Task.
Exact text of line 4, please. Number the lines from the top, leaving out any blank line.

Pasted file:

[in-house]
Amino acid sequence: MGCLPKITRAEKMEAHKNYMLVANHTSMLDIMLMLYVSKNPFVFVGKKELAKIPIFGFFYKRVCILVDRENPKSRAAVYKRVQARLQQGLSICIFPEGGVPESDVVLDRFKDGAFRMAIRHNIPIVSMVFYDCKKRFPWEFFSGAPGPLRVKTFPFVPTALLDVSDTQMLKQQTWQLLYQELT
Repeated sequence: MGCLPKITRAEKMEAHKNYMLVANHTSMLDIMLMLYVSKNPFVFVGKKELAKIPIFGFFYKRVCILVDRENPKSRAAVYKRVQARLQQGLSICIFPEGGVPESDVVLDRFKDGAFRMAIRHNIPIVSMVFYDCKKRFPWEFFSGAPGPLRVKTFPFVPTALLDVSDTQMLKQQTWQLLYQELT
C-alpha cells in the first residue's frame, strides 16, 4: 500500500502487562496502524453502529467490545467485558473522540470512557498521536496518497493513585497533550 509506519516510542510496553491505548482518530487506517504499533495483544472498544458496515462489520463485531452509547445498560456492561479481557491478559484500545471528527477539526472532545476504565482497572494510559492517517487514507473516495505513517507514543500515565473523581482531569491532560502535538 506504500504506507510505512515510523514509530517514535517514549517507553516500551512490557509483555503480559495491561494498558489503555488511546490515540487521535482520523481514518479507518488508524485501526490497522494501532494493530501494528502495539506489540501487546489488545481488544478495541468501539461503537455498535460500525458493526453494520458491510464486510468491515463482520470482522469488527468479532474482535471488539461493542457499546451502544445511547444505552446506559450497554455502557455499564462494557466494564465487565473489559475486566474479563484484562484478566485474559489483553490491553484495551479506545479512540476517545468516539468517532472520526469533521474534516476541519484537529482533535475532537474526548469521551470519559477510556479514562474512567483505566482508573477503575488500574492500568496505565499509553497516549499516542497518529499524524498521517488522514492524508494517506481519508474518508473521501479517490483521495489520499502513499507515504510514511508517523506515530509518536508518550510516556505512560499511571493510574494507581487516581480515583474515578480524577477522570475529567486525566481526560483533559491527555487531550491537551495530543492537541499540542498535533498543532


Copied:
C-alpha cells in the first residue's frame, strides 16, 4: 500500500502487562496502524453502529467490545467485558473522540470512557498521536496518497493513585497533550 509506519516510542510496553491505548482518530487506517504499533495483544472498544458496515462489520463485531452509547445498560456492561479481557491478559484500545471528527477539526472532545476504565482497572494510559492517517487514507473516495505513517507514543500515565473523581482531569491532560502535538 506504500504506507510505512515510523514509530517514535517514549517507553516500551512490557509483555503480559495491561494498558489503555488511546490515540487521535482520523481514518479507518488508524485501526490497522494501532494493530501494528502495539506489540501487546489488545481488544478495541468501539461503537455498535460500525458493526453494520458491510464486510468491515463482520470482522469488527468479532474482535471488539461493542457499546451502544445511547444505552446506559450497554455502557455499564462494557466494564465487565473489559475486566474479563484484562484478566485474559489483553490491553484495551479506545479512540476517545468516539468517532472520526469533521474534516476541519484537529482533535475532537474526548469521551470519559477510556479514562474512567483505566482508573477503575488500574492500568496505565499509553497516549499516542497518529499524524498521517488522514492524508494517506481519508474518508473521501479517490483521495489520499502513499507515504510514511508517523506515530509518536508518550510516556505512560499511571493510574494507581487516581480515583474515578480524577477522570475529567486525566481526560483533559491527555487531550491537551495530543492537541499540542498535533498543532